Now keep in mind that I have a book of my own coming out this fall. A book that actually addresses some of Hedge’s fears and concerns. I could have plugged it hard, but no, I plugged Brian’s book. So Brian, if you ever read this, you owe me! Actually, I was more than happy to give Brian a plug. Besides, I wrote the title of his book on the back of my freelance writing business card. :)

I’m sure Chris Hedges will be stopping by my web site as soon as he gets back to his hotel…

But back to McLaren. Brian offers that vision of hope that Hedges is looking for, but Brian sticks to the Christian perspective, even if his critics spit venom at him, fully living up to Hedges’ critique of the Christian right.

While driving home I was convinced that if there was ever a time to promote Brian’s book, now is the time. Right when Hedges reports that Christians are going to ruin America and the atheists are doing all they can to help, here comes Brian with a fresh vision for the church. I’ve said that Brian doesn’t cover everything, and even so his book is too much for my little brain to absorb. But while many left the book event tonight shaking their heads, wondering when our world will go up in smoke, I had hope.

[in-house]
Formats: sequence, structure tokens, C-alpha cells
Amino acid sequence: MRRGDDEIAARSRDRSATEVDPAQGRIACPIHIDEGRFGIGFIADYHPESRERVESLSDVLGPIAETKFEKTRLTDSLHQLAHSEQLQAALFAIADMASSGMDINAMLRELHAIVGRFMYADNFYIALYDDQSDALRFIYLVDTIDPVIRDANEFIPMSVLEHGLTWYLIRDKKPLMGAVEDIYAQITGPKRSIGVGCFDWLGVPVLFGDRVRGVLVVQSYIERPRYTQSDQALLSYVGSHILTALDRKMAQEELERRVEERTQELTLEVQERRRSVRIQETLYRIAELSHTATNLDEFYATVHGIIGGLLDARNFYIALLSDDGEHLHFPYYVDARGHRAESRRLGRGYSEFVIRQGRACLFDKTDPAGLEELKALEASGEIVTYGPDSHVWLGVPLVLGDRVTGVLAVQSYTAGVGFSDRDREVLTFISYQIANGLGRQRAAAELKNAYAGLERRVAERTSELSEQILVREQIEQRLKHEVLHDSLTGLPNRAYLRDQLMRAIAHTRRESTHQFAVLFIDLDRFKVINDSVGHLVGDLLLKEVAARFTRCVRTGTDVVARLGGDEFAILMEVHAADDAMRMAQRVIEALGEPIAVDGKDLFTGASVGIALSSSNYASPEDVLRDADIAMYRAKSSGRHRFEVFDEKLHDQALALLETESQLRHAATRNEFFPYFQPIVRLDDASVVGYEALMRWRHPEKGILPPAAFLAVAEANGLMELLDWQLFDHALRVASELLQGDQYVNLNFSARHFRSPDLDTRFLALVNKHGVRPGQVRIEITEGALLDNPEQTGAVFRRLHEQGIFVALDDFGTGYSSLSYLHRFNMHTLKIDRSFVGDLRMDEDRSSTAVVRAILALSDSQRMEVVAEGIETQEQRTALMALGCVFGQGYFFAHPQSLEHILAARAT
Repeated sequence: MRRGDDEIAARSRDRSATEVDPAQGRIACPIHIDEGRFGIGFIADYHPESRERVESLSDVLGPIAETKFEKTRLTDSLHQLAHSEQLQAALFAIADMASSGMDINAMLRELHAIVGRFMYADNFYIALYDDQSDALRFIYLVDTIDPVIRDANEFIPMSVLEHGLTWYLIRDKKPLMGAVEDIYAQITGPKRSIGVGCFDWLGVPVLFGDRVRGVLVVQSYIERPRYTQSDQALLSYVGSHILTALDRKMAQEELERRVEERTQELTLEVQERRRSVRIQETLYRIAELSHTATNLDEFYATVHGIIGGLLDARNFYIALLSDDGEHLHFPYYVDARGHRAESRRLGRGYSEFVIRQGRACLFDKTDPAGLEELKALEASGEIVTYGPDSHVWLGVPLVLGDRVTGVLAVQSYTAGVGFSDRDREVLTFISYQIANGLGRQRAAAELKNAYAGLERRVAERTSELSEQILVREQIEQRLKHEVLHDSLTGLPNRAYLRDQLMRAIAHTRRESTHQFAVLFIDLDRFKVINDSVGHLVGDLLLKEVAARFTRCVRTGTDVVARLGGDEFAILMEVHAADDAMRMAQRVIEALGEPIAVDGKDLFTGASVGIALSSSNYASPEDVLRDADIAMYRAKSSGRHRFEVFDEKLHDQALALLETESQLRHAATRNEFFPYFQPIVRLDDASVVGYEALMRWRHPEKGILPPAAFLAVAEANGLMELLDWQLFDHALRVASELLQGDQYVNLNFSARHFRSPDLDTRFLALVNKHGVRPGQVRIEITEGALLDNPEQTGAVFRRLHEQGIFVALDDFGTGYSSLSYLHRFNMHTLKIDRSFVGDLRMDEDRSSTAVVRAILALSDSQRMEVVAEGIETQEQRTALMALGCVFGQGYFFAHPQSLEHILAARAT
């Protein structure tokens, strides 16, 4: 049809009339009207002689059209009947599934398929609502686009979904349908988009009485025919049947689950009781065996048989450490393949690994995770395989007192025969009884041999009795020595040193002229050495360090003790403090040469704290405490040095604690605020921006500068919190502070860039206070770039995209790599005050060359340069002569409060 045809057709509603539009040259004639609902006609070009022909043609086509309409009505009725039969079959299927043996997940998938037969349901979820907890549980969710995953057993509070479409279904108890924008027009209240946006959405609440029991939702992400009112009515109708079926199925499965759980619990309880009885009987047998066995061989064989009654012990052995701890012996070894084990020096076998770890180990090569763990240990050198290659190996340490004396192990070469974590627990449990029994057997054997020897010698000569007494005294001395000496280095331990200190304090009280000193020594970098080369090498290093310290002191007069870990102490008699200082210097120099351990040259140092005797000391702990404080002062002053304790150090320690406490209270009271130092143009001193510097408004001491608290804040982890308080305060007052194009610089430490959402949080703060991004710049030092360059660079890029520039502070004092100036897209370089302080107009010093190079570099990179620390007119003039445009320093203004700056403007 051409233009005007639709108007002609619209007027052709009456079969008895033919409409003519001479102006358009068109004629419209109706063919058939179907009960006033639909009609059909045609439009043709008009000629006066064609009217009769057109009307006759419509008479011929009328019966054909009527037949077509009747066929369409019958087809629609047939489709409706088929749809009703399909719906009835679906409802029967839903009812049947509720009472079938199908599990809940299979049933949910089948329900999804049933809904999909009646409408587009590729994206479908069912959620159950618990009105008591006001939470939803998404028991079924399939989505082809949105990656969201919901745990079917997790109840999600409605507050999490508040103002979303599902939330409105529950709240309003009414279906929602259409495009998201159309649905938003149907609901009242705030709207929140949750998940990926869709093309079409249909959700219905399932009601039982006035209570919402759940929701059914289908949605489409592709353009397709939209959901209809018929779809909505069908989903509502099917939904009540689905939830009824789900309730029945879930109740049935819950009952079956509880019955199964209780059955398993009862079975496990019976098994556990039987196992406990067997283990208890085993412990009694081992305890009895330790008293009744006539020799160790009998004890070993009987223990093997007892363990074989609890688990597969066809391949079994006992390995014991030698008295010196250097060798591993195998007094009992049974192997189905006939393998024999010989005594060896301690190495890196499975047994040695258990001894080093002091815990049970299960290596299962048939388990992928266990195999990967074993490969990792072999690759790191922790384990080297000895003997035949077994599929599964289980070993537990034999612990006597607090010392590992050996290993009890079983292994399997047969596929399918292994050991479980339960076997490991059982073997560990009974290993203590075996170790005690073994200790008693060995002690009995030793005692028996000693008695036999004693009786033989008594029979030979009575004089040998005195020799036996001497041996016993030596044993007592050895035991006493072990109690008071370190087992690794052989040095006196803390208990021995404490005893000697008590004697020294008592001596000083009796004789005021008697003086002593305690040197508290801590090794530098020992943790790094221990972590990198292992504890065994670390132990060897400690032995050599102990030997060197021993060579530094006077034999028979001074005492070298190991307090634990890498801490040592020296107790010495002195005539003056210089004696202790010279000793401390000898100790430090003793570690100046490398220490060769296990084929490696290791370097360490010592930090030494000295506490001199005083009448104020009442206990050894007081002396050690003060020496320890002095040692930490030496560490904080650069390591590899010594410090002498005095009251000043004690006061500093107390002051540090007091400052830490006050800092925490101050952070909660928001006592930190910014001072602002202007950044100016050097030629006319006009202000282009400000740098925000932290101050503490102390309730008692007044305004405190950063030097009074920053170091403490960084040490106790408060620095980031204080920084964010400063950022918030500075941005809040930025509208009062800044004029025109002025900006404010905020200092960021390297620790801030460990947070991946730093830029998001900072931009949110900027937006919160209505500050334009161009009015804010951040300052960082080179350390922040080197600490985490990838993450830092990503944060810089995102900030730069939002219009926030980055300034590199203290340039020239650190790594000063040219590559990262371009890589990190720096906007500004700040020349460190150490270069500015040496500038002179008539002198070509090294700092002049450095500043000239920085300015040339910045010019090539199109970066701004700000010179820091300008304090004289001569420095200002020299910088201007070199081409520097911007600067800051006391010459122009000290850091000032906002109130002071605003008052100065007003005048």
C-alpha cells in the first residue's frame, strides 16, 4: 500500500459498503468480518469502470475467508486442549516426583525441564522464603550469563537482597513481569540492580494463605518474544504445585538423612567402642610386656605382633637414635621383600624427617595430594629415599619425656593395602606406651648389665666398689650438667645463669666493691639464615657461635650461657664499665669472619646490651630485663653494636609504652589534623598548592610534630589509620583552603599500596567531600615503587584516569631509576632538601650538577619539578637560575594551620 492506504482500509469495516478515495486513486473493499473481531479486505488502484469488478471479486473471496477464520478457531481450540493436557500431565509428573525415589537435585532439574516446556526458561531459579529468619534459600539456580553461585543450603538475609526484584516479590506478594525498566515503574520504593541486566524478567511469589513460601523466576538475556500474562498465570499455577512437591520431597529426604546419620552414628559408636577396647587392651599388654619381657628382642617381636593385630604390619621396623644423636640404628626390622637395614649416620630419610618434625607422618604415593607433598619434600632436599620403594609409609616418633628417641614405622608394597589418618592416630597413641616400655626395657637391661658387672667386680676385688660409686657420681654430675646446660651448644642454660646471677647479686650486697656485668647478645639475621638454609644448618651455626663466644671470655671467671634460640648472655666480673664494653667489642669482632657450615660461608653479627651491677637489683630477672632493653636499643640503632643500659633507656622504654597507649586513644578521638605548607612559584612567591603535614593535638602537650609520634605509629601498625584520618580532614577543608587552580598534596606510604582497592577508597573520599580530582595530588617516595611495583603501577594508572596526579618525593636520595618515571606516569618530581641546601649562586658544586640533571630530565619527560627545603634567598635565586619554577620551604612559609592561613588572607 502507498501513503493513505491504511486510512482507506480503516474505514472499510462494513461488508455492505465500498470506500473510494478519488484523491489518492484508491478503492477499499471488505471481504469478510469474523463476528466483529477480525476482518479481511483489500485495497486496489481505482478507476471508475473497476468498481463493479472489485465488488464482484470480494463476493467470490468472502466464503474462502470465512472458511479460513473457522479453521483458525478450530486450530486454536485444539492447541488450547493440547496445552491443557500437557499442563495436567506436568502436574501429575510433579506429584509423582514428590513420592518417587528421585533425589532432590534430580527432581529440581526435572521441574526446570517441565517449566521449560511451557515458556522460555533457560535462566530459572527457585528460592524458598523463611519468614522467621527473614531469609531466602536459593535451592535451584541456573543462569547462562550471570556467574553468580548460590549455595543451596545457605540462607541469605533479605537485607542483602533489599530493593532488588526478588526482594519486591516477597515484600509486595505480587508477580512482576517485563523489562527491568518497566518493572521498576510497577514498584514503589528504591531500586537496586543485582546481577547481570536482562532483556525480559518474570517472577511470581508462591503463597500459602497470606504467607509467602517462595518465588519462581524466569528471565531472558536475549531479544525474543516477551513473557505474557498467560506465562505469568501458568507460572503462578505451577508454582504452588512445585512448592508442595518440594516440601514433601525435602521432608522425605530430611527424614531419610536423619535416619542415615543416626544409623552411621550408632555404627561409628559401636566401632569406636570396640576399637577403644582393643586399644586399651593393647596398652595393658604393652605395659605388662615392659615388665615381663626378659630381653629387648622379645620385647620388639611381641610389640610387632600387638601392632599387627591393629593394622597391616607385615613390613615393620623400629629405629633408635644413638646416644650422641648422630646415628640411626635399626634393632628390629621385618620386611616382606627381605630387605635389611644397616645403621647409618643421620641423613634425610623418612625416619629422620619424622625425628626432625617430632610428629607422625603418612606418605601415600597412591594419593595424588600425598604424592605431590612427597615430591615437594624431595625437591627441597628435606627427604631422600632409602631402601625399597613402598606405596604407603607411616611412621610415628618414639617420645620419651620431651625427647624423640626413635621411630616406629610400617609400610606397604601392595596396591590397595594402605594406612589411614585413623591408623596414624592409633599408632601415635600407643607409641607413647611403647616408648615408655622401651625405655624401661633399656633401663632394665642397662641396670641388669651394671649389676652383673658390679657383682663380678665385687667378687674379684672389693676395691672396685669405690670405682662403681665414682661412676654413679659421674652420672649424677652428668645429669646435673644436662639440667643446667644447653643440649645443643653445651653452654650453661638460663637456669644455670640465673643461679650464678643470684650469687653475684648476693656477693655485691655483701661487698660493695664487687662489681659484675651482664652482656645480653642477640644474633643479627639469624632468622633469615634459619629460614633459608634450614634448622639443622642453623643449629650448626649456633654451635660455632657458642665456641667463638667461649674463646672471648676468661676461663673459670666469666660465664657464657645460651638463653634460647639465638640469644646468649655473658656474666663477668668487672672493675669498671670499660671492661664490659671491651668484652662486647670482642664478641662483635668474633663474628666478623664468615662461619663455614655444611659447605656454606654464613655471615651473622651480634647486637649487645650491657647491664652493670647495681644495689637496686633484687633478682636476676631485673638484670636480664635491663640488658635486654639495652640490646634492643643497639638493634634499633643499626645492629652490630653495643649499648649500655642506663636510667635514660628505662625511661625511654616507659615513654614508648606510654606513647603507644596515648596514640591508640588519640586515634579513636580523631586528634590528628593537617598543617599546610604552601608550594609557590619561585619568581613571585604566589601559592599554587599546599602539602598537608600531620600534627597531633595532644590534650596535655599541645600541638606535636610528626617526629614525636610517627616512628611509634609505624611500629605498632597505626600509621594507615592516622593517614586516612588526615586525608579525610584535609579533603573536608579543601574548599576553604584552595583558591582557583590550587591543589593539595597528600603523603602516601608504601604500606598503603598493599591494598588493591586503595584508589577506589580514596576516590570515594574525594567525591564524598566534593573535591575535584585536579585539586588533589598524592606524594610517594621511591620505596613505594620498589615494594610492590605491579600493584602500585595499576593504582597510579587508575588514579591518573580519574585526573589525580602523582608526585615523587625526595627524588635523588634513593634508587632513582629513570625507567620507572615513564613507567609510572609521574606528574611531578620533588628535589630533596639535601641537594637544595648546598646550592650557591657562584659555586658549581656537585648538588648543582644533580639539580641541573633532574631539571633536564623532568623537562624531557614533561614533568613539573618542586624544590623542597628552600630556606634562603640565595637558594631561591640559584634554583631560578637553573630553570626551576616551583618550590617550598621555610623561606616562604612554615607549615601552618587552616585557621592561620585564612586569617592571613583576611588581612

Everything will have to change. I can see that now more clearly than ever. Our God is present in this world and we are God’s ambassadors. We have work to do.

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2 thoughts on “Chris Hedges on What Christians and Atheists Have in Common

  1. Adam Malliet